JPS6150678B2 (en) * 1977-11-09 1986-11-05 Okada Sangyo Kk
JPS5468056A (en) * 1977-11-09 1979-05-31 Okada Sangyo Kk Method of purifying organic sewage
US4200524A (en) * 1978-10-25 1980-04-29 Biospherics Incorporated Bio-surface separation process
US4237002A (en) * 1979-01-24 1980-12-02 Zurn Industries, Inc. Multi sorption process and system
US4271013A (en) * 1979-02-21 1981-06-02 Republic Steel Corporation Method and apparatus for removing biodegradable compounds from wastewater
EP0024758A1 (en) * 1979-08-27 1981-03-11 Gist-Brocades N.V. An oxidative biological purification process for waste water
DK153224B (en) * 1979-08-27 1988-06-27 Gist Brocades Nv Method for oxidative biological purification of waste water
US4280913A (en) * 1980-01-23 1981-07-28 Envirex, Inc. Water purification process
US4415451A (en) * 1980-02-19 1983-11-15 Iseki & Co., Ltd. Process for waste water disposal
EP0052855B1 (en) * 1980-11-20 1983-12-28 Linde Aktiengesellschaft Method for the biological purification of waste water
US4407717A (en) * 1980-12-08 1983-10-04 Sterling Drug Inc. Wastewater treatment process
US4735729A (en) * 1986-06-20 1988-04-05 Zimpro Inc. Ash concentration and disposal method
US4956093A (en) * 1986-08-22 1990-09-11 Massoud Pirbazari Wastewater treatment process
US4778598A (en) * 1987-02-02 1988-10-18 Zimpro Inc. Separation of ash from regenerated adsorbent
US4749492A (en) * 1987-07-06 1988-06-07 Zimpro/Passavant Process for recovering regenerated adsorbent particles and separating ash therefrom
US4810386A (en) * 1988-01-04 1989-03-07 Zimpro/Passavant Inc. Two-stage wastewater treatment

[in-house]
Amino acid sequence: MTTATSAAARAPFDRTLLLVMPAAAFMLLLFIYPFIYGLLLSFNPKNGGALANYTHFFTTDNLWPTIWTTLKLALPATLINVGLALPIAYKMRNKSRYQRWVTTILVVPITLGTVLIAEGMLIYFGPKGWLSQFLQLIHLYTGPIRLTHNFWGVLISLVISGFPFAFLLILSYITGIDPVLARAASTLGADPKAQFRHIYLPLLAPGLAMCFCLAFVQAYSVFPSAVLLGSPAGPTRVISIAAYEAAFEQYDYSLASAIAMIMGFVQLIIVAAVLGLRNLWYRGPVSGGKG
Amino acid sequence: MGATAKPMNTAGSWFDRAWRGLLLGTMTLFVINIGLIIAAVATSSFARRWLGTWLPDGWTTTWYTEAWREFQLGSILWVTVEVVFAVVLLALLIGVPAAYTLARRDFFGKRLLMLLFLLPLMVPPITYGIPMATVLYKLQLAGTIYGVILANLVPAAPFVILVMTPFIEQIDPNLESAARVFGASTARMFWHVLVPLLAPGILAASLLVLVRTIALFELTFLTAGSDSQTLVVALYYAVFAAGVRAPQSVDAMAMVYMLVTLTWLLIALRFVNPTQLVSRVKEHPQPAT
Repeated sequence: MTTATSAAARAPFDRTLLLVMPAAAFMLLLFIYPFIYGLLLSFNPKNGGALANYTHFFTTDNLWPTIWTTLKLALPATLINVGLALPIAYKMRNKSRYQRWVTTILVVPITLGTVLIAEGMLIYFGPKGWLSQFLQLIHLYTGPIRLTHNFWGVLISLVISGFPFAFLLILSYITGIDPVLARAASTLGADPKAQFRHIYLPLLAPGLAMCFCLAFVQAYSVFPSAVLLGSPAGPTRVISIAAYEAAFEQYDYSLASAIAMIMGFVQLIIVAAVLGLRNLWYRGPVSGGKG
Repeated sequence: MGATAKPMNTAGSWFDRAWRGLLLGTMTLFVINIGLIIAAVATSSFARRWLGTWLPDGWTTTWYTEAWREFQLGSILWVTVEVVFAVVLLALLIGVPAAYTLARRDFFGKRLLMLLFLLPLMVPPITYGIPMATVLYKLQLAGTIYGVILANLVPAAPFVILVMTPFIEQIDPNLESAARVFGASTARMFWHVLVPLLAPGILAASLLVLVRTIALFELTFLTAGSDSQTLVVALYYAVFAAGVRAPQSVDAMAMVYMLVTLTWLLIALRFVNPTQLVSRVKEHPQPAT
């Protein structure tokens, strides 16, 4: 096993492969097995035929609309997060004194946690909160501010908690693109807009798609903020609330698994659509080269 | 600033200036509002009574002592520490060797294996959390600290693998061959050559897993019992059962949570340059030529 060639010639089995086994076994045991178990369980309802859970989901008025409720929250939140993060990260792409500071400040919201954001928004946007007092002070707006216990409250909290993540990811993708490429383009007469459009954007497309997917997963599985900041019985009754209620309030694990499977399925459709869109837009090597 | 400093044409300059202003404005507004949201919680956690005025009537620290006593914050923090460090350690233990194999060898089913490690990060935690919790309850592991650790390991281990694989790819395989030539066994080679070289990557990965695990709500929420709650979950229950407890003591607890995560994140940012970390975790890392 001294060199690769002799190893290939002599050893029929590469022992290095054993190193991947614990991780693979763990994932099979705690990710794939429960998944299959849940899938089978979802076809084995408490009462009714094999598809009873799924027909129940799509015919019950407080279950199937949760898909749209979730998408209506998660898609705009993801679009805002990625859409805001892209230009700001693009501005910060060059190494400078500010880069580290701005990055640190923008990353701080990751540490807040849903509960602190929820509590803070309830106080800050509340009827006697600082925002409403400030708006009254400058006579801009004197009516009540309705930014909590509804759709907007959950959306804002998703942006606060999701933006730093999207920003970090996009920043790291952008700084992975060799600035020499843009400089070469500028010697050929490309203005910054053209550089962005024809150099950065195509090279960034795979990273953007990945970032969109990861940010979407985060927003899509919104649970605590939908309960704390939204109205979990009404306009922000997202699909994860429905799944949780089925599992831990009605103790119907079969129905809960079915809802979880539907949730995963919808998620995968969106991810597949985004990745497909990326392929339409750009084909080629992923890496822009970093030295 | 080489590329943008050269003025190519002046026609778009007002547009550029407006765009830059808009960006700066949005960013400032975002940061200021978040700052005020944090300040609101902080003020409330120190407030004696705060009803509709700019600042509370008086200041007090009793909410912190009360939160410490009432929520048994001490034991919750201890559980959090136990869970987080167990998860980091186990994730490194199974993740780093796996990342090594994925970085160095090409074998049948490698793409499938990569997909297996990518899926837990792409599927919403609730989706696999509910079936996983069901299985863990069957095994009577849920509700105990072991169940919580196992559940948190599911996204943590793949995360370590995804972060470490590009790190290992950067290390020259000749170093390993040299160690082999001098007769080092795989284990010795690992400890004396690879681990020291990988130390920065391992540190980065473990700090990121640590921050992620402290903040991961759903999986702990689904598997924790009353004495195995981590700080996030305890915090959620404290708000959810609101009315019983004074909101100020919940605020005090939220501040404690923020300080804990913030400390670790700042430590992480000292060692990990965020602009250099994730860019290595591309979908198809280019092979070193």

US4897196A (en) * 1988-02-17 1990-01-30 Zimpro/Passavant Inc. Two-stage batch wastewater treatment
US4894162A (en) * 1988-04-27 1990-01-16 Ciba-Geigy Corporation Treatment of volatile organic substances at waste water treatment plants
US5106496A (en) * 1988-04-27 1992-04-21 Ciba-Geigy Corporation Treatment of volatile organic substances at waste water treatment plants
US5543052A (en) * 1988-07-28 1996-08-06 Alliedsignal Inc. Process for removal of organic pollutants from waste water
US4857198A (en) * 1988-07-29 1989-08-15 Zimpro/Passavant Inc. Process for treatment of water containing volatile and toxic compounds
US4919815A (en) * 1989-02-06 1990-04-24 Zimpro/Passavant Inc. Two-stage anaerobic/aerobic treatment process
US4952316A (en) * 1989-09-25 1990-08-28 Zimpro/Passavant Inc. Continuous aeration-batch clarification wastewater treatment
US5580770A (en) * 1989-11-02 1996-12-03 Alliedsignal Inc. Support containing particulate adsorbent and microorganisms for removal of pollutants
US5310484A (en) * 1992-08-24 1994-05-10 Zimpro Passavatn Environmental Sys. Preaeration treatment of volatile wastewater components
US5352335A (en) * 1992-11-09 1994-10-04 Albemarle Corporation Groundwater treatment process
US5480538A (en) * 1992-11-13 1996-01-02 Monsanto Enviro-Chem Systems, Inc. Apparatus for treating waste water oxidation ponds to abate malodors